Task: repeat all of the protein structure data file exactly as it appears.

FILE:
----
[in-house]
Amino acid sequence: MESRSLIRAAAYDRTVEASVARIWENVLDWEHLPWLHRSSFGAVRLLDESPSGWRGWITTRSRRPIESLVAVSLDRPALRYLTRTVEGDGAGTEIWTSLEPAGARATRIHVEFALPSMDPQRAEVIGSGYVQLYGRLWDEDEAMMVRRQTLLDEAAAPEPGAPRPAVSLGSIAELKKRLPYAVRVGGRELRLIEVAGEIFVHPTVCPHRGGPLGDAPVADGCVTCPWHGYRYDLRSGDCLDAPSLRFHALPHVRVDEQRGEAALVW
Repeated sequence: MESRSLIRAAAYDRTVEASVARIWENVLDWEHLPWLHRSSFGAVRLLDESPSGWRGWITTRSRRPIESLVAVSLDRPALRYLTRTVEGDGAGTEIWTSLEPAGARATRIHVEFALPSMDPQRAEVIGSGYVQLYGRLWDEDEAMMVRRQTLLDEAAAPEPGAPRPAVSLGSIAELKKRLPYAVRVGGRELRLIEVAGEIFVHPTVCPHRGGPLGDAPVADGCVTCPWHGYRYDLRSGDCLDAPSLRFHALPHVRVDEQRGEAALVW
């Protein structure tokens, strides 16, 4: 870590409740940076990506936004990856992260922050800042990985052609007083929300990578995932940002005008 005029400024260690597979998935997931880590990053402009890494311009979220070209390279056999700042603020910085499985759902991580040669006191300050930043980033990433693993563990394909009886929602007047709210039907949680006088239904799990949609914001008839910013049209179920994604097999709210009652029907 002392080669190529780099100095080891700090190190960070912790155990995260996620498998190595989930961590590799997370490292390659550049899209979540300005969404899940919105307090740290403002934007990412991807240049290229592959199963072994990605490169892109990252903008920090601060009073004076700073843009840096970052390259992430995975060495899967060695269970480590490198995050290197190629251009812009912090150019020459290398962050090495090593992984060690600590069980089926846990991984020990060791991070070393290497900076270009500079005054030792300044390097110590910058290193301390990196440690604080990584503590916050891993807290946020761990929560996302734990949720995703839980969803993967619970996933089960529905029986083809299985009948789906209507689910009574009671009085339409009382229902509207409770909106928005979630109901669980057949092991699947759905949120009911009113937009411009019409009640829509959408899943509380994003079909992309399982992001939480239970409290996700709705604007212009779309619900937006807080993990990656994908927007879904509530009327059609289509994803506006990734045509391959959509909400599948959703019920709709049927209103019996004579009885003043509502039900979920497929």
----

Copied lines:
[in-house]
Amino acid sequence: MESRSLIRAAAYDRTVEASVARIWENVLDWEHLPWLHRSSFGAVRLLDESPSGWRGWITTRSRRPIESLVAVSLDRPALRYLTRTVEGDGAGTEIWTSLEPAGARATRIHVEFALPSMDPQRAEVIGSGYVQLYGRLWDEDEAMMVRRQTLLDEAAAPEPGAPRPAVSLGSIAELKKRLPYAVRVGGRELRLIEVAGEIFVHPTVCPHRGGPLGDAPVADGCVTCPWHGYRYDLRSGDCLDAPSLRFHALPHVRVDEQRGEAALVW
Repeated sequence: MESRSLIRAAAYDRTVEASVARIWENVLDWEHLPWLHRSSFGAVRLLDESPSGWRGWITTRSRRPIESLVAVSLDRPALRYLTRTVEGDGAGTEIWTSLEPAGARATRIHVEFALPSMDPQRAEVIGSGYVQLYGRLWDEDEAMMVRRQTLLDEAAAPEPGAPRPAVSLGSIAELKKRLPYAVRVGGRELRLIEVAGEIFVHPTVCPHRGGPLGDAPVADGCVTCPWHGYRYDLRSGDCLDAPSLRFHALPHVRVDEQRGEAALVW
């Protein structure tokens, strides 16, 4: 870590409740940076990506936004990856992260922050800042990985052609007083929300990578995932940002005008 005029400024260690597979998935997931880590990053402009890494311009979220070209390279056999700042603020910085499985759902991580040669006191300050930043980033990433693993563990394909009886929602007047709210039907949680006088239904799990949609914001008839910013049209179920994604097999709210009652029907 002392080669190529780099100095080891700090190190960070912790155990995260996620498998190595989930961590590799997370490292390659550049899209979540300005969404899940919105307090740290403002934007990412991807240049290229592959199963072994990605490169892109990252903008920090601060009073004076700073843009840096970052390259992430995975060495899967060695269970480590490198995050290197190629251009812009912090150019020459290398962050090495090593992984060690600590069980089926846990991984020990060791991070070393290497900076270009500079005054030792300044390097110590910058290193301390990196440690604080990584503590916050891993807290946020761990929560996302734990949720995703839980969803993967619970996933089960529905029986083809299985009948789906209507689910009574009671009085339409009382229902509207409770909106928005979630109901669980057949092991699947759905949120009911009113937009411009019409009640829509959408899943509380994003079909992309399982992001939480239970409290996700709705604007212009779309619900937006807080993990990656994908927007879904509530009327059609289509994803506006990734045509391959959509909400599948959703019920709709049927209103019996004579009885003043509502039900979920497929």